Horizon 2020 – Austria has already secured over EUR 1.5 billion in European research funding
Federal Ministers Fassmann, Gewessler, Schramböck and Köstinger, and Federal Economic Chamber (WKÖ) President Mahrer: Austrian researchers and businesses ranking amongst the top 3 nations in Europe – FFG provides comprehensive range of services
“We are overshooting the target – in the best sense of the word. The ambitious aim for researchers and businesses of attracting EUR 1.5 billion in funding from Horizon 2020, the EU’s research framework programme, has already been reached,” according to Ministers Heinz Fassmann, Leonore Gewessler, Margarete Schramböck and Elisabeth Köstinger, together with WKÖ President Harald Mahrer. The Federal Ministries and Austrian Federal Economic Chamber are providing targeted support to universities, research establishments and businesses, and financing the comprehensive range of information and services provided by the Austrian Research Promotion Agency (FFG), which acts as the National Contact Point. “This positive interim result is both a mandate and the motivation to make good use of the final rounds of calls, and ensure we are well prepared for the future EU research framework programme, Horizon Europe.”
With Horizon 2020 (2014-2020), the EU initiated the world’s largest transnational programme for research and innovation. Researchers at Austrian universities, research establishments and businesses in particular have used it to support their research projects, the results of which benefit many of us in the form of medical or technical advances, for example. With a success rate (by participation) of 18.2%, Austria comes in second in the country rankings and is clearly above the European average (15.8%). The large players are businesses (approx. 37%) and universities (approx. 29%), which account for a large portion of Austria's 3,656 participations. Broken down into programmes, Austrian researchers and business are particularly successful in ERC (European Research Council; EUR 315 million), ICT (Information and Communication Technologies; EUR 213 million), Transport (EUR 156 million) and Energy (EUR 125 million).
“Austria’s researchers are excellent. This is demonstrated by the country’s excellent performance in securing ERC grants, recognised as the gold standard for research in Europe,” stressed Heinz Fassmann, Minister of Education, Science and Research. Austria has managed to contribute significantly to developing the EU’s follow-up research framework programme, Horizon Europe, which, according to the EU Commission’s latest proposals, will enjoy an equivalent level of funding. “We have adopted a stronger mission-oriented approach because we want our citizens to become even more aware of its impact,” said Fassmann.
“The goal of making Europe the first climate-neutral continent can only be achieved through research and innovation as set out in the European Commission’s Green Deal,” said Leonore Gewessler, Minister for Climate Action. “The ‘green’ recovery towards Horizon Europe is essential in order to actively support research into climate and environmental challenges, and to strengthen investment in new and environmentally-friendly technologies. This depends upon European cooperation,” the Minister said.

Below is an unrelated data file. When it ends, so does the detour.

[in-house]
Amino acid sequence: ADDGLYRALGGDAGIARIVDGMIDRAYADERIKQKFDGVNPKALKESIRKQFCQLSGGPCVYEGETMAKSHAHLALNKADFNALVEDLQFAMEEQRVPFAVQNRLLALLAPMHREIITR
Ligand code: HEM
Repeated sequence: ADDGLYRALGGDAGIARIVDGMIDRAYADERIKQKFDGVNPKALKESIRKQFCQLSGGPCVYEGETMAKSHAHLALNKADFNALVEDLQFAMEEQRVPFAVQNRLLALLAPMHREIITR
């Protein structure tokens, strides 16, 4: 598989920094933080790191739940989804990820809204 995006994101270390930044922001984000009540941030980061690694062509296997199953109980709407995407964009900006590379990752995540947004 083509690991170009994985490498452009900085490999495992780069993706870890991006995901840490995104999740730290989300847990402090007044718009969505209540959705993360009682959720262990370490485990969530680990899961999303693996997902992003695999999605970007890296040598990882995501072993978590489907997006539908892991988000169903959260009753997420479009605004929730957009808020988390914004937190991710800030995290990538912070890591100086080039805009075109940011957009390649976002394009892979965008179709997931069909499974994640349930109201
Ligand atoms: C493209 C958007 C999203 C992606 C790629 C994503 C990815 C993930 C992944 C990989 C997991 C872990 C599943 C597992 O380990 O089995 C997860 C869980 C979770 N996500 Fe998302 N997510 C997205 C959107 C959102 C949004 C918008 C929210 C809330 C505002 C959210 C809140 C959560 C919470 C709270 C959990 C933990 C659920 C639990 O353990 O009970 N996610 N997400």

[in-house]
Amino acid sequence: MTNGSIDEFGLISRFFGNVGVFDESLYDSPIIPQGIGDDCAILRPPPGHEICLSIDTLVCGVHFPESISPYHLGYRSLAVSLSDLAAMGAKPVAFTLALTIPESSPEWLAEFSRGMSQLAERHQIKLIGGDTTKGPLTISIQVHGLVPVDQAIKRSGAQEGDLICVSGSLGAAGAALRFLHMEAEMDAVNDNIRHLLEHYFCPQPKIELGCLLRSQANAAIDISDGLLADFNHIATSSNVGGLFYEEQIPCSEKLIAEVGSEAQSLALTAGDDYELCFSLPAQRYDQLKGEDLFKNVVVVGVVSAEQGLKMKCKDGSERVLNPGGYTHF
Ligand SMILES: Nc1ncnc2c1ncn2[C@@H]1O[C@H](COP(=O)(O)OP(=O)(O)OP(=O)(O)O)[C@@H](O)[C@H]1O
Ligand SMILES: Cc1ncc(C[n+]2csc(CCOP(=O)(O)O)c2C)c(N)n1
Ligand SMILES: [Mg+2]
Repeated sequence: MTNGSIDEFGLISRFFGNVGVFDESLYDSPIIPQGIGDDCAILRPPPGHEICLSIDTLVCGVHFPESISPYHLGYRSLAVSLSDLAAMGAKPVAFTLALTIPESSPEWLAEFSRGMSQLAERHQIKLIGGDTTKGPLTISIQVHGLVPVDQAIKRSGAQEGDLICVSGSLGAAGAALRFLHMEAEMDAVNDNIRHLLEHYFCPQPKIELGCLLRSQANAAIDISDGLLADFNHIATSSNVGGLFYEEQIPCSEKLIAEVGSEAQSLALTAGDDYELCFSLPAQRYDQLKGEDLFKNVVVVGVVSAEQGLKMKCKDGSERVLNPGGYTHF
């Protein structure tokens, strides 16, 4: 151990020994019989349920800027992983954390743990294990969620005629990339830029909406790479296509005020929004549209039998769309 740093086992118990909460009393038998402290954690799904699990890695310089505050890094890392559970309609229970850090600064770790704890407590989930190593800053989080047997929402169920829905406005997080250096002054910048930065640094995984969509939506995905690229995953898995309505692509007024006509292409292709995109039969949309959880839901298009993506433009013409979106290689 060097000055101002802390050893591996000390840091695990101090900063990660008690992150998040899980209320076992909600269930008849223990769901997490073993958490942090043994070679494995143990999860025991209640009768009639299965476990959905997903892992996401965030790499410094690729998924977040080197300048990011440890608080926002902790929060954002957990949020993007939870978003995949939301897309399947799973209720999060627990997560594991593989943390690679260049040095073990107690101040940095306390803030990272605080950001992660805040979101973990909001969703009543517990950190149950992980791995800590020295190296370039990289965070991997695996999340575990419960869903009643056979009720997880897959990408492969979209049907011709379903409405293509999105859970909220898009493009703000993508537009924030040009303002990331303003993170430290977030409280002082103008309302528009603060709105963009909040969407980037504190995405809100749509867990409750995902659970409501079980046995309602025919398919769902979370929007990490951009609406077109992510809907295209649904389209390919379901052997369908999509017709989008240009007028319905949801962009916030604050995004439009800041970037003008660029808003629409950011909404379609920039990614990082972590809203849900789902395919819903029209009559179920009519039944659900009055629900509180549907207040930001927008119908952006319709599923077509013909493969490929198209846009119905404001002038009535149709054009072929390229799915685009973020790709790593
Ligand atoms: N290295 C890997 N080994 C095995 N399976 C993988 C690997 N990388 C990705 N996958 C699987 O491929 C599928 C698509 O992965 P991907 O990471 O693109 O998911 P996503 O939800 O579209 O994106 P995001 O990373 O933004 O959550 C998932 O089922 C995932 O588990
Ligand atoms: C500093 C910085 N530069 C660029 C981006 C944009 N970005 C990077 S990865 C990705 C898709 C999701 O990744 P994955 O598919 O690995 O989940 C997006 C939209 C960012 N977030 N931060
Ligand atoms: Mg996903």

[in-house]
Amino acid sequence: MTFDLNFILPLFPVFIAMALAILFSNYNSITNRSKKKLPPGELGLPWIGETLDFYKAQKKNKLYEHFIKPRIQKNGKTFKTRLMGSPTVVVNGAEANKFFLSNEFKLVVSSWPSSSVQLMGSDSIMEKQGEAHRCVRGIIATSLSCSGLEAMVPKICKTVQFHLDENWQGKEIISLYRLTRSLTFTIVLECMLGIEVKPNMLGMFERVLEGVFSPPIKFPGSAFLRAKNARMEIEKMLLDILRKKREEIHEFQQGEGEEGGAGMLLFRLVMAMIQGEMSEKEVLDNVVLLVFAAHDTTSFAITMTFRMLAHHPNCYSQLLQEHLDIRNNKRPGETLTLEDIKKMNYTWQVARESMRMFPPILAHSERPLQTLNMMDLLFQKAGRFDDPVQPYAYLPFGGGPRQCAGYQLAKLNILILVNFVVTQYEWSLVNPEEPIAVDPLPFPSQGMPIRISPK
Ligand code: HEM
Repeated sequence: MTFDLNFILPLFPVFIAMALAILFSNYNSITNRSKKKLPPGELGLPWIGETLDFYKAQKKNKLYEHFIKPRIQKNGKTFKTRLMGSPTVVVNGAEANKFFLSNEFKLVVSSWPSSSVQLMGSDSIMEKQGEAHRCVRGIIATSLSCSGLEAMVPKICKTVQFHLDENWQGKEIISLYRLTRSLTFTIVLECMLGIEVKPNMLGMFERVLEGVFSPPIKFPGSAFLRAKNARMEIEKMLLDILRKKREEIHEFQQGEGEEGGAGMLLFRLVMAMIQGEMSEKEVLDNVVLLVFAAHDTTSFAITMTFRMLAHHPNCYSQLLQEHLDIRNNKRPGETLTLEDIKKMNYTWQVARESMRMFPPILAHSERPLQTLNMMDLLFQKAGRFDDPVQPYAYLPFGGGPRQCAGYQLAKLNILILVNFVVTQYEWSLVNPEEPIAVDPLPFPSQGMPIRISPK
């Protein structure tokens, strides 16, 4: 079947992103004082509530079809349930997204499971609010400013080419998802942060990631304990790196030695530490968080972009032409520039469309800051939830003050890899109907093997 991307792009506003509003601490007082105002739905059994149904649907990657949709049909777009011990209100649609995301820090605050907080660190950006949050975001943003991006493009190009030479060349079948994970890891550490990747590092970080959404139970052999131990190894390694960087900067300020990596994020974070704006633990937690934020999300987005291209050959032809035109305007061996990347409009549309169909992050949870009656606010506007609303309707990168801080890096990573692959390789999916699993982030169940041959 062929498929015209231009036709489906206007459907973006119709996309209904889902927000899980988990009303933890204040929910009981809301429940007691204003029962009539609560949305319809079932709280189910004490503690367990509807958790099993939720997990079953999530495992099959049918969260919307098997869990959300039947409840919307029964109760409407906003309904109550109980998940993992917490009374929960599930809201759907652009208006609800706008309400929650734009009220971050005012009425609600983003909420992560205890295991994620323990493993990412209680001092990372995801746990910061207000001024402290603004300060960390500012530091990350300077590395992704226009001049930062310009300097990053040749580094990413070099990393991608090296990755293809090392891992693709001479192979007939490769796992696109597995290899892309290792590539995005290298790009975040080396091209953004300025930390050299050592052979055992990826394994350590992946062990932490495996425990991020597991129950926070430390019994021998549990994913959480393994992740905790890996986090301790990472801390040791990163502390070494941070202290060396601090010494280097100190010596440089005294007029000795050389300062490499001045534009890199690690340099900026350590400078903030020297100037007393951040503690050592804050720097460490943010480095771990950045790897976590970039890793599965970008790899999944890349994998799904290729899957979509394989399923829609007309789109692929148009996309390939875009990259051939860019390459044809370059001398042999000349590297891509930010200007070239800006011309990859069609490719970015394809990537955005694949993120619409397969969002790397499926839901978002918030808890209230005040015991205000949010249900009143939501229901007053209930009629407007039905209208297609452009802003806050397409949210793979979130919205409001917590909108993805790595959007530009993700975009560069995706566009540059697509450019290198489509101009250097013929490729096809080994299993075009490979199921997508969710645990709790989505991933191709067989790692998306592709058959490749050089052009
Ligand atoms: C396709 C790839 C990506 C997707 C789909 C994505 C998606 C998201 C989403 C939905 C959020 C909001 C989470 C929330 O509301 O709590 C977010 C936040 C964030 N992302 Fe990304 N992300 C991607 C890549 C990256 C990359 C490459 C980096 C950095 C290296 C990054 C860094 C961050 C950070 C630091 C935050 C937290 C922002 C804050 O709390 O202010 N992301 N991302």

“Austrian businesses are European champions in Horizon 2020, recording the highest success rate,” said Margarete Schramböck, Minister for Digital and Economic Affairs. “The success of our companies makes a real contribution to strengthening Austria as a business location, and gives us a shared incentive to succeed equally well on the planned new European Innovation Council, so that disruptive ideas can be turned into innovations and reach the market in greater numbers.” The Minister also highlighted the planned ‘Digital Europe’ programme, noting that it “allows us to use digitalisation to generate economic recovery at both a national and European level.”
“Agriculture and forestry, the regions and tourism also rely on support from research and development to master their current and future challenges,” stressed Minister Elisabeth Köstinger. This requires effective coordination between RTI and sectoral policies. “The same applies to the Green Deal which places great value on the EU’s Farm to Fork Strategy for safe and sustainable food production.” This cooperation is also needed in order to make good use of the planned Horizon Europe missions which underscore the added value of research in key areas such as soil health and nutrition.
“The innovative spirit of our businesses is clearly demonstrated by the European figures. It is our small and medium-sized businesses, above all, which use innovation and research as major levers,” said WKÖ President, Harald Mahrer. “In the face of global competition, creating marketable products and entering new markets is critical, and this is being effectively supported through EU research funding.” The European Innovation Council is designed to boost innovation further, enabling research findings to be translated into concrete innovations, further reinforcing progress, growth and employment.
Austria’s researchers and businesses receive targeted support from the FFG which allows them to compete at European level. “We are, and remain, a strong partner to Austria’s research community in Europe, developing the range of information and services we offer on a continual basis,” stated FFG Managing Directors, Henrietta Egerth and Klaus Pseiner.